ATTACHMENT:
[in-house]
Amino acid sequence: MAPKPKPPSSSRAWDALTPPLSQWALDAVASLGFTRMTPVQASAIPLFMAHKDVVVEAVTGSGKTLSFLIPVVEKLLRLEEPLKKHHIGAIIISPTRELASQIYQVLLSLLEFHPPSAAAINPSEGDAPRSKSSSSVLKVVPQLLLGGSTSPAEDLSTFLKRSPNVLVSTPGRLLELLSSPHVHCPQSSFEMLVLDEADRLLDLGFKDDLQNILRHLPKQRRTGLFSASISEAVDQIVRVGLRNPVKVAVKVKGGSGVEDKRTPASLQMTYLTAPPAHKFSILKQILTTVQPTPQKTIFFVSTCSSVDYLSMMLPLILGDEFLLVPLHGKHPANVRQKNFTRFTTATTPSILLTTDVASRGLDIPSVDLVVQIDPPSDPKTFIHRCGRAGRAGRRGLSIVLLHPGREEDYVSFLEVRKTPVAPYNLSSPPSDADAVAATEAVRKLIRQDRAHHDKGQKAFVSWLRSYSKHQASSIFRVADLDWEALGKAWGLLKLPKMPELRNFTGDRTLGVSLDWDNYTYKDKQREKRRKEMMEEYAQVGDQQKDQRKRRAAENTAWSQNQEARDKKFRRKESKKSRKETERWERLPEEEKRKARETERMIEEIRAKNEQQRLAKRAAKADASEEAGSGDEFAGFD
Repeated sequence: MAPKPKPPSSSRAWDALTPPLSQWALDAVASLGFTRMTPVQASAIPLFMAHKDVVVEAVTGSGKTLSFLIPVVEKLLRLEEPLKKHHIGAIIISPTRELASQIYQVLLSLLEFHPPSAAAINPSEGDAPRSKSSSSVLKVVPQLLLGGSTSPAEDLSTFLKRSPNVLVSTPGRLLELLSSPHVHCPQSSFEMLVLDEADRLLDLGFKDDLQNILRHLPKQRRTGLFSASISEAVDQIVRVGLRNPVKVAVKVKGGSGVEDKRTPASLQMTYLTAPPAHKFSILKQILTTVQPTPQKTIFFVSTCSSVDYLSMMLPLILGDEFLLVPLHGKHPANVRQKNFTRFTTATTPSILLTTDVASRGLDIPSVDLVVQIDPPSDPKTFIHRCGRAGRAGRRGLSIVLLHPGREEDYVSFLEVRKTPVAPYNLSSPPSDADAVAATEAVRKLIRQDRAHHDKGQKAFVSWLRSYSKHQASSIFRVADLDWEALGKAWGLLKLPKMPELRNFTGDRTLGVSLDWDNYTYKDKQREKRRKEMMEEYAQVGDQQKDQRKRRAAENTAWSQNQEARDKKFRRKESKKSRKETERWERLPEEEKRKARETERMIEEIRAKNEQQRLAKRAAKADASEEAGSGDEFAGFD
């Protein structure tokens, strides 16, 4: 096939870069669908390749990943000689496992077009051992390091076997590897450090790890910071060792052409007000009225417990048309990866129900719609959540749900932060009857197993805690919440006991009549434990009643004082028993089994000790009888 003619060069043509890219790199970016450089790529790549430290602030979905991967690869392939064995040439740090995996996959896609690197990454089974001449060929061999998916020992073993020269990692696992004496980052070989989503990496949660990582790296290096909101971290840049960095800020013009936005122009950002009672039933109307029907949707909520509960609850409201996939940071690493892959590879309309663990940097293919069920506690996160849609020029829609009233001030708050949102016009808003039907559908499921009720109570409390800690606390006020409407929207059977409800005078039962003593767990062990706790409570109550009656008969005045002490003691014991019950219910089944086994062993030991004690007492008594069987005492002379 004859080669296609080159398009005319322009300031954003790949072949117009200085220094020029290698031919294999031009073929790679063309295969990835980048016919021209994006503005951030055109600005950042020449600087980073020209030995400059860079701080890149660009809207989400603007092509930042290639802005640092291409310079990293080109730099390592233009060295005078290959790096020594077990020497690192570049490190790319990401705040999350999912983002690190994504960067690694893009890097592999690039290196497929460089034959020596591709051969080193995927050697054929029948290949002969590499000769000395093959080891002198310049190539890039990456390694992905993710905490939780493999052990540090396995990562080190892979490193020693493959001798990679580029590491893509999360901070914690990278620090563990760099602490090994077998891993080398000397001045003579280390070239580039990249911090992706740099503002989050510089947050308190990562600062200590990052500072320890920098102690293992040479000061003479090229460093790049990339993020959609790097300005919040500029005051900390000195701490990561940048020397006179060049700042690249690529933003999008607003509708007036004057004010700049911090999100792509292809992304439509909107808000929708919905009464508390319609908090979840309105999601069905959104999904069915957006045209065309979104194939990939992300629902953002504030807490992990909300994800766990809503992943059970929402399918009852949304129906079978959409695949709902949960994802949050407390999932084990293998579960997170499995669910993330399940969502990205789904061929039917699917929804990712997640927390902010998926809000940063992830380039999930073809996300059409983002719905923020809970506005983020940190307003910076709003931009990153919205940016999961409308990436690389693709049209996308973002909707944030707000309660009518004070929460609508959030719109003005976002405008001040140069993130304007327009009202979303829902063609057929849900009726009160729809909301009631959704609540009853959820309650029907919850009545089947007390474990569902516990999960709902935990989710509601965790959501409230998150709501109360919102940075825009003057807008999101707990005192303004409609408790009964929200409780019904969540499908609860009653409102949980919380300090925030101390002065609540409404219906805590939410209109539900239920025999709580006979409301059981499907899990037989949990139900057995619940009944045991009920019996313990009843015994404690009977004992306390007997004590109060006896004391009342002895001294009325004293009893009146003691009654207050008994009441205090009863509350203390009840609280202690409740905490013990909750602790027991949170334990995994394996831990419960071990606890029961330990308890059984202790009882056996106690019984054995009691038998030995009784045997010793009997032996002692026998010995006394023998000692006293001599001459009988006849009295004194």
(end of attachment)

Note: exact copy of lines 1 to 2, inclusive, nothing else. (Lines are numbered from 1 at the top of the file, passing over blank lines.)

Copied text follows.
[in-house]
Amino acid sequence: MAPKPKPPSSSRAWDALTPPLSQWALDAVASLGFTRMTPVQASAIPLFMAHKDVVVEAVTGSGKTLSFLIPVVEKLLRLEEPLKKHHIGAIIISPTRELASQIYQVLLSLLEFHPPSAAAINPSEGDAPRSKSSSSVLKVVPQLLLGGSTSPAEDLSTFLKRSPNVLVSTPGRLLELLSSPHVHCPQSSFEMLVLDEADRLLDLGFKDDLQNILRHLPKQRRTGLFSASISEAVDQIVRVGLRNPVKVAVKVKGGSGVEDKRTPASLQMTYLTAPPAHKFSILKQILTTVQPTPQKTIFFVSTCSSVDYLSMMLPLILGDEFLLVPLHGKHPANVRQKNFTRFTTATTPSILLTTDVASRGLDIPSVDLVVQIDPPSDPKTFIHRCGRAGRAGRRGLSIVLLHPGREEDYVSFLEVRKTPVAPYNLSSPPSDADAVAATEAVRKLIRQDRAHHDKGQKAFVSWLRSYSKHQASSIFRVADLDWEALGKAWGLLKLPKMPELRNFTGDRTLGVSLDWDNYTYKDKQREKRRKEMMEEYAQVGDQQKDQRKRRAAENTAWSQNQEARDKKFRRKESKKSRKETERWERLPEEEKRKARETERMIEEIRAKNEQQRLAKRAAKADASEEAGSGDEFAGFD